“Das Blackout”

Comedian Michael Mittermeier's show Das BlackoutMichael Mittermeier
Gilded Balloon
2140 until 25th August
Reviewed 14th August
£12.50
2 stars

Michael Mittermeier is one of German comedy’s biggest names, and certainly its most famous export. He’s a part-owner of the largest comedy club in the country, has two decades of prize-winning international tours under his belt, and has Wikipedia pages in Bavarian, Latin and Esperanto.

Much has been made of Eddie Izzard’s recent drive to internationalise the art of standup, with Mittermeier as probably the top billing in his quartet of auslander acts this year. Being peripherally aware of Mittermeier beforehand, I found this choice somewhat surprising – despite whatever you think about the immutable funniness of observational standup, Mittermeier mixes his in with plenty of parochial humour and some very Alemannic sensibilities that don’t necessarily translate.

He has, for example, a great recurring piece about the history of Austrian nuclear power, which is enormously funny if you know anything about the history of Austrian nuclear power. I don’t, and judging from the audience reaction very few do. Even then, his Austrian accent is tone-perfect and his mocking of Austrian mannerisms practiced to a well-balanced degree of caricature.

Whenever he does this routine in Austria, he admits, the reaction is a lot stronger.

In another show he might be able to switch ‘Austrian’ with ‘Welsh’ and just about get away with it. But Das Blackout demands that we respect its Germanness. We talk about the old tropes and stereotypes incessantly. Moreover, Mittermeier’s built a fairly convoluted structure with a lot of interplaying parts, and each of them works together with the fearful symmetry of a precision cuckoo clock or sports car. There are constant callbacks and plenty of proleptic irony, which backfire when a weak bit turns out to be a pivot point that we return to again and again.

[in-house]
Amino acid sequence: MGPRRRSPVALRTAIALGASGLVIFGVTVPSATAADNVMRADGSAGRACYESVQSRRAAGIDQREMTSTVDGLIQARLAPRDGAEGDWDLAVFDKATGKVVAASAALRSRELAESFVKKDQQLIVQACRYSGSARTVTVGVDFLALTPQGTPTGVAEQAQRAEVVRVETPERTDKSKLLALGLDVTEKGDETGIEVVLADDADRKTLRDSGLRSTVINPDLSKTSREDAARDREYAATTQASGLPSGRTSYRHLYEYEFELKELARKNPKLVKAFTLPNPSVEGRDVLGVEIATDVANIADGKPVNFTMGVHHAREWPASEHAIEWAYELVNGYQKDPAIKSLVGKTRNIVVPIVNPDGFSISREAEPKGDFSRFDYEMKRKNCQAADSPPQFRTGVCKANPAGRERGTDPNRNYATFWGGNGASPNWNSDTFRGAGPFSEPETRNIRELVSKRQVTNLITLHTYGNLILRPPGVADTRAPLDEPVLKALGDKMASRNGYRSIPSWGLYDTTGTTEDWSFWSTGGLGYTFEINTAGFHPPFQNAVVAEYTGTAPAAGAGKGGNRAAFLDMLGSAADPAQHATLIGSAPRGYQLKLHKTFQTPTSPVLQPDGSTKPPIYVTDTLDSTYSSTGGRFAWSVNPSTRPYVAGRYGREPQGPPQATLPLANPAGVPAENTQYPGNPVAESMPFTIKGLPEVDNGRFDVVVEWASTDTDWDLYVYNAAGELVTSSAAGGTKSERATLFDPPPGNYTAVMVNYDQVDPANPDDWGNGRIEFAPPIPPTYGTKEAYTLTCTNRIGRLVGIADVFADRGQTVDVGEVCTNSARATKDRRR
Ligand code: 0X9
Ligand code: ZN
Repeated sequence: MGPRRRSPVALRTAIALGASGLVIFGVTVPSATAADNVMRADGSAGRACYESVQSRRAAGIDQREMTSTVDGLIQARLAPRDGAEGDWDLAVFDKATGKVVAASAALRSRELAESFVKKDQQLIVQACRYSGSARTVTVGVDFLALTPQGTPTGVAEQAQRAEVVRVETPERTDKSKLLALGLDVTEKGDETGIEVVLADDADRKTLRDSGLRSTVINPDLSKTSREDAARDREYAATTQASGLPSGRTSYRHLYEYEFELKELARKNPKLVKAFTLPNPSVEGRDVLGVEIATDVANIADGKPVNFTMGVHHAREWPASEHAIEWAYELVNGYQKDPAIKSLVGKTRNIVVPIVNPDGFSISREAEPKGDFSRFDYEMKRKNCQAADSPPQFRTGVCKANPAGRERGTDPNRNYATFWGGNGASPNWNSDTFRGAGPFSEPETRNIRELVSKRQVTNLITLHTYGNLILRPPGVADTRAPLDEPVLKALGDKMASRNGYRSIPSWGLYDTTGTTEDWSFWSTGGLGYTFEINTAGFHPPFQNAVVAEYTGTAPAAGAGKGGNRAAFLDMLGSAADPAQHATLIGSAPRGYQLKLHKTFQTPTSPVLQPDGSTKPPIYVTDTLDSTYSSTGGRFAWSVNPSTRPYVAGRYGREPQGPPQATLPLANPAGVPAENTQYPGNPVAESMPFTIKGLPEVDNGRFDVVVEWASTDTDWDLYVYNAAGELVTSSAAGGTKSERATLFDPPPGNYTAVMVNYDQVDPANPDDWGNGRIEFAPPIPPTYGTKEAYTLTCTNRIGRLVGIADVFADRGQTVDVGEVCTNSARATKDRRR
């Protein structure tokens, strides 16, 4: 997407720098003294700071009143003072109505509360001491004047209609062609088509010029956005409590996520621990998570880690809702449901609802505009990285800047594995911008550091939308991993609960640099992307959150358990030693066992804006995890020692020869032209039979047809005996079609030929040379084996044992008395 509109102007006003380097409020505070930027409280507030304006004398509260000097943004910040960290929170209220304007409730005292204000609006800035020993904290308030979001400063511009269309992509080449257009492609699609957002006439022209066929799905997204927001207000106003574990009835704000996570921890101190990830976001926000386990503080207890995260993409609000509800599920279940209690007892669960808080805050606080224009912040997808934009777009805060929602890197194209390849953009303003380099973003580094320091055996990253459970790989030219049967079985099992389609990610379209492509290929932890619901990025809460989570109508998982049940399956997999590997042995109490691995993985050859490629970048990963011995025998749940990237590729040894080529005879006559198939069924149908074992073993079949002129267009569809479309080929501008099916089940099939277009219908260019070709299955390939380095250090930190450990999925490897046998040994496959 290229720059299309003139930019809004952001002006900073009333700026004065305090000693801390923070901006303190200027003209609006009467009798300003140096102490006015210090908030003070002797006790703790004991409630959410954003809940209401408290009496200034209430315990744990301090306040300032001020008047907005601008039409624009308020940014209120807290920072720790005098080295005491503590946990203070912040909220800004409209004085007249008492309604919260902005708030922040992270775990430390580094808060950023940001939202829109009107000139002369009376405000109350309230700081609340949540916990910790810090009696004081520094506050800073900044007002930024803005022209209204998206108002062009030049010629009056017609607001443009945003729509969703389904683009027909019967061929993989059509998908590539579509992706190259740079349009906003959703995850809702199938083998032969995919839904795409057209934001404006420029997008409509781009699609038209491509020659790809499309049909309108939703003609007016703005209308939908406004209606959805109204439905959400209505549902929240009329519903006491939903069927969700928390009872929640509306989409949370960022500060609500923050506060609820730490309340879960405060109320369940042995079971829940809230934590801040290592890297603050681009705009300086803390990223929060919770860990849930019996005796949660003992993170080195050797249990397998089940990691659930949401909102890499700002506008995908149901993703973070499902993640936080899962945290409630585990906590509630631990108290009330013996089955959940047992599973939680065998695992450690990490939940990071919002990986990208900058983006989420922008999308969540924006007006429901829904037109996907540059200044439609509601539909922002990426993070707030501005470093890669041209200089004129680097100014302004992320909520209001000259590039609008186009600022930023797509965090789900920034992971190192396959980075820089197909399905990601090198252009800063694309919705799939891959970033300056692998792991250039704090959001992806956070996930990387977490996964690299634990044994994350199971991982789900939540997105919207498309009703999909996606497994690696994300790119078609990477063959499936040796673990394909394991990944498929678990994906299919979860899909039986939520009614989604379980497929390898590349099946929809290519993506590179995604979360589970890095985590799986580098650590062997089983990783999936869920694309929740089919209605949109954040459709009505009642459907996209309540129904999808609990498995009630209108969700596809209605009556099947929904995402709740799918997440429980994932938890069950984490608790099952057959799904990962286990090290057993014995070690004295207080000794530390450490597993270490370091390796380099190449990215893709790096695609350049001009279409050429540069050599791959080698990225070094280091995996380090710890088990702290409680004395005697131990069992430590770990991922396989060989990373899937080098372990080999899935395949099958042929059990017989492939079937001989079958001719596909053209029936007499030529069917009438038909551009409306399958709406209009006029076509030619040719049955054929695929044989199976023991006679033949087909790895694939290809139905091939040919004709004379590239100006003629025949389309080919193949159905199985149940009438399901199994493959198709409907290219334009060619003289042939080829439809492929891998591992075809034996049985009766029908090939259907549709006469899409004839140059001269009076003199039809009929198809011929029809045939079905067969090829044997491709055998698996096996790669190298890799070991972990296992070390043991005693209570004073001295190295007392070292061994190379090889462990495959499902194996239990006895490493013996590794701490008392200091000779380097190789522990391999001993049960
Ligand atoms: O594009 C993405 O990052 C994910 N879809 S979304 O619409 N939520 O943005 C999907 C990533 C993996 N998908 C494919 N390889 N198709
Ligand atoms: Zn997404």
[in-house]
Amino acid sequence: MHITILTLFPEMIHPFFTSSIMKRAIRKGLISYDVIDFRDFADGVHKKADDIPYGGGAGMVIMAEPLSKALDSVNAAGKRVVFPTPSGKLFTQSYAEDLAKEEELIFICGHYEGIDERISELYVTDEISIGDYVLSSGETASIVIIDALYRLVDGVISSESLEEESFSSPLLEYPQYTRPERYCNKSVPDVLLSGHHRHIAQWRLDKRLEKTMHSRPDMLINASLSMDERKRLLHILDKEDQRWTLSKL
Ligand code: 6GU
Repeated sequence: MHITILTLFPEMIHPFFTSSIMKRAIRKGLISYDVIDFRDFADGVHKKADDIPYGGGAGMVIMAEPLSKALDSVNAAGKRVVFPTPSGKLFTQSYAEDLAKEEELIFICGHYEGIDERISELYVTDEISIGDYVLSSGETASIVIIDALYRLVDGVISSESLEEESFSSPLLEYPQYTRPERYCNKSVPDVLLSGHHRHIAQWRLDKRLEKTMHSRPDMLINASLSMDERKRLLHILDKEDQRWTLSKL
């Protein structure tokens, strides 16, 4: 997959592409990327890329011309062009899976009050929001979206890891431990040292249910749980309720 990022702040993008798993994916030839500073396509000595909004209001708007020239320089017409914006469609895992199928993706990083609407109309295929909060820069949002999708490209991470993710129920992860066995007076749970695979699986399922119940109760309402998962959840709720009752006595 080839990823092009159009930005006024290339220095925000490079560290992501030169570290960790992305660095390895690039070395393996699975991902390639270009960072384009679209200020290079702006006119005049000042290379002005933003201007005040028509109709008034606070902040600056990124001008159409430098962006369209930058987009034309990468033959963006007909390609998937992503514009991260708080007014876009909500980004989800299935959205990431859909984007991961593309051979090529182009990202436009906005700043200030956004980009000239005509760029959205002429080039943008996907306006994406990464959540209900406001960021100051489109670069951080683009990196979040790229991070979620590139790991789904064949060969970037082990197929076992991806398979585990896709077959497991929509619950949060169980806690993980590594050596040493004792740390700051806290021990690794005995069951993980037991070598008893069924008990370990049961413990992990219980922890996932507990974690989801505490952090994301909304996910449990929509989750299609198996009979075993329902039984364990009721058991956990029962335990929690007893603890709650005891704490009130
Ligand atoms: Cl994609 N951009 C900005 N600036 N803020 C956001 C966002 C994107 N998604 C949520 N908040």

I can sense the jokes behind the jokes. Bits on his Bavarian friend are a sure winner in the German version of Das Blackout, but two-dimensional here. The Boarisch lumbering oaf is a classic stock figure in the vein of Punch and Pulcinello, but like them relies on recognition and situational comedy. Mueller at the World Cup might have been hilarious, but most of us were left with awkward grins at best.

Then there’s the occasionally hammy delivery, which is an element of German comedy that English speakers might find clownish and contentious (Jim Carrey vs. Carrot Top, for example). Germans can be surprisingly puerile, sprinkling their conversations with hand-fart sounds, and I suspect it’s endearing only to the initiated.

The tired old gag that “Germans take their comedy seriously” is genuinely true in Mittermeier’s case. The man actually has a Master’s degree in American Standup Comedy, which is a great setup in and of itself. Das Blackout is probably a fantastic show in German, or maybe even to the American audiences who are more familiar with his material and style. Here, however, Mittermeier is demanding too much of his audience.

EU < Patrick

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